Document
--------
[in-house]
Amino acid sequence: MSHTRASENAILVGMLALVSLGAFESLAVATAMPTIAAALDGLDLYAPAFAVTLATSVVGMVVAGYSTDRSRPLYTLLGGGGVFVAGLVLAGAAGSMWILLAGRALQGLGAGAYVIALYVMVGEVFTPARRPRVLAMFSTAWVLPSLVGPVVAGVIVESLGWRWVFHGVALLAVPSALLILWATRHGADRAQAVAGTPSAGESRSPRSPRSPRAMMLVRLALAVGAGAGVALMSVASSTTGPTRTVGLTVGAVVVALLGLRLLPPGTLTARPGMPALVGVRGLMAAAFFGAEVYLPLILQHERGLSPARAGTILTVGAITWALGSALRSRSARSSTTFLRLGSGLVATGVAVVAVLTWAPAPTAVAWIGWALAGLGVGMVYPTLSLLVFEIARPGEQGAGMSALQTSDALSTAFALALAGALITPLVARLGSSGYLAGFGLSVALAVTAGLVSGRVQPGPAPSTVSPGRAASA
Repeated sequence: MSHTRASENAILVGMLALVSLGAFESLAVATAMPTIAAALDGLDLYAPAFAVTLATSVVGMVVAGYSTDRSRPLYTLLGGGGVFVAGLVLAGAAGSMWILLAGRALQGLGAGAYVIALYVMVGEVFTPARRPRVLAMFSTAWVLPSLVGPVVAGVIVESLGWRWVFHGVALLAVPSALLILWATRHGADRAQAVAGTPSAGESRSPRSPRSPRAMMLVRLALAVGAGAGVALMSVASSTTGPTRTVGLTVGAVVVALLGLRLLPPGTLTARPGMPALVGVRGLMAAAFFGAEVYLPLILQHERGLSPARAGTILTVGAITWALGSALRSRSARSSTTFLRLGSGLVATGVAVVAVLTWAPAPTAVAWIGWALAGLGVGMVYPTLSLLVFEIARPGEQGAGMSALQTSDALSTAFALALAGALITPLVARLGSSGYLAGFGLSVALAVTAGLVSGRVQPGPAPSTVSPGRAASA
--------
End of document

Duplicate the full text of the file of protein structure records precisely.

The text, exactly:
[in-house]
Amino acid sequence: MSHTRASENAILVGMLALVSLGAFESLAVATAMPTIAAALDGLDLYAPAFAVTLATSVVGMVVAGYSTDRSRPLYTLLGGGGVFVAGLVLAGAAGSMWILLAGRALQGLGAGAYVIALYVMVGEVFTPARRPRVLAMFSTAWVLPSLVGPVVAGVIVESLGWRWVFHGVALLAVPSALLILWATRHGADRAQAVAGTPSAGESRSPRSPRSPRAMMLVRLALAVGAGAGVALMSVASSTTGPTRTVGLTVGAVVVALLGLRLLPPGTLTARPGMPALVGVRGLMAAAFFGAEVYLPLILQHERGLSPARAGTILTVGAITWALGSALRSRSARSSTTFLRLGSGLVATGVAVVAVLTWAPAPTAVAWIGWALAGLGVGMVYPTLSLLVFEIARPGEQGAGMSALQTSDALSTAFALALAGALITPLVARLGSSGYLAGFGLSVALAVTAGLVSGRVQPGPAPSTVSPGRAASA
Repeated sequence: MSHTRASENAILVGMLALVSLGAFESLAVATAMPTIAAALDGLDLYAPAFAVTLATSVVGMVVAGYSTDRSRPLYTLLGGGGVFVAGLVLAGAAGSMWILLAGRALQGLGAGAYVIALYVMVGEVFTPARRPRVLAMFSTAWVLPSLVGPVVAGVIVESLGWRWVFHGVALLAVPSALLILWATRHGADRAQAVAGTPSAGESRSPRSPRSPRAMMLVRLALAVGAGAGVALMSVASSTTGPTRTVGLTVGAVVVALLGLRLLPPGTLTARPGMPALVGVRGLMAAAFFGAEVYLPLILQHERGLSPARAGTILTVGAITWALGSALRSRSARSSTTFLRLGSGLVATGVAVVAVLTWAPAPTAVAWIGWALAGLGVGMVYPTLSLLVFEIARPGEQGAGMSALQTSDALSTAFALALAGALITPLVARLGSSGYLAGFGLSVALAVTAGLVSGRVQPGPAPSTVSPGRAASA